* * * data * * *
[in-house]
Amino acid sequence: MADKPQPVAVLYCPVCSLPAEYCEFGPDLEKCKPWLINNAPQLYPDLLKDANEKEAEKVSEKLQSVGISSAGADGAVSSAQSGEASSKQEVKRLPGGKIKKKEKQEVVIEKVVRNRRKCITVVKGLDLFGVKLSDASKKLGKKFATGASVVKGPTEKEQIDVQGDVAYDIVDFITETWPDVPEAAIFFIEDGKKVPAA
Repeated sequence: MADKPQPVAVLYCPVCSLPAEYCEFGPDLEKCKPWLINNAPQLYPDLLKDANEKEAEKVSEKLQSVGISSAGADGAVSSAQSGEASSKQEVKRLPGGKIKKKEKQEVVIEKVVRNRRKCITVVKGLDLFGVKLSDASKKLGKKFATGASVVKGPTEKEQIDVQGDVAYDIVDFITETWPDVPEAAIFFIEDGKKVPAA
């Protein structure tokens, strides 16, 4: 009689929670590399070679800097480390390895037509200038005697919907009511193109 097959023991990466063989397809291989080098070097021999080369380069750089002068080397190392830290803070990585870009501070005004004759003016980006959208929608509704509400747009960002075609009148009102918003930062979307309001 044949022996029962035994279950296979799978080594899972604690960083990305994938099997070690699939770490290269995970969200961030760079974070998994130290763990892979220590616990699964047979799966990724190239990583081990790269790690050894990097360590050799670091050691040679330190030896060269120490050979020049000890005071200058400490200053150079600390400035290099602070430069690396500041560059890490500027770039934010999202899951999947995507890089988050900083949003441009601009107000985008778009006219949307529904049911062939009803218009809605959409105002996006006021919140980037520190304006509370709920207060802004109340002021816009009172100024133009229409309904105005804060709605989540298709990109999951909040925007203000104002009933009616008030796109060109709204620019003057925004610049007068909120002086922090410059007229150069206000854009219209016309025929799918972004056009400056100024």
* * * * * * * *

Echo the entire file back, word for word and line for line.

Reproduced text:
[in-house]
Amino acid sequence: MADKPQPVAVLYCPVCSLPAEYCEFGPDLEKCKPWLINNAPQLYPDLLKDANEKEAEKVSEKLQSVGISSAGADGAVSSAQSGEASSKQEVKRLPGGKIKKKEKQEVVIEKVVRNRRKCITVVKGLDLFGVKLSDASKKLGKKFATGASVVKGPTEKEQIDVQGDVAYDIVDFITETWPDVPEAAIFFIEDGKKVPAA
Repeated sequence: MADKPQPVAVLYCPVCSLPAEYCEFGPDLEKCKPWLINNAPQLYPDLLKDANEKEAEKVSEKLQSVGISSAGADGAVSSAQSGEASSKQEVKRLPGGKIKKKEKQEVVIEKVVRNRRKCITVVKGLDLFGVKLSDASKKLGKKFATGASVVKGPTEKEQIDVQGDVAYDIVDFITETWPDVPEAAIFFIEDGKKVPAA
């Protein structure tokens, strides 16, 4: 009689929670590399070679800097480390390895037509200038005697919907009511193109 097959023991990466063989397809291989080098070097021999080369380069750089002068080397190392830290803070990585870009501070005004004759003016980006959208929608509704509400747009960002075609009148009102918003930062979307309001 044949022996029962035994279950296979799978080594899972604690960083990305994938099997070690699939770490290269995970969200961030760079974070998994130290763990892979220590616990699964047979799966990724190239990583081990790269790690050894990097360590050799670091050691040679330190030896060269120490050979020049000890005071200058400490200053150079600390400035290099602070430069690396500041560059890490500027770039934010999202899951999947995507890089988050900083949003441009601009107000985008778009006219949307529904049911062939009803218009809605959409105002996006006021919140980037520190304006509370709920207060802004109340002021816009009172100024133009229409309904105005804060709605989540298709990109999951909040925007203000104002009933009616008030796109060109709204620019003057925004610049007068909120002086922090410059007229150069206000854009219209016309025929799918972004056009400056100024």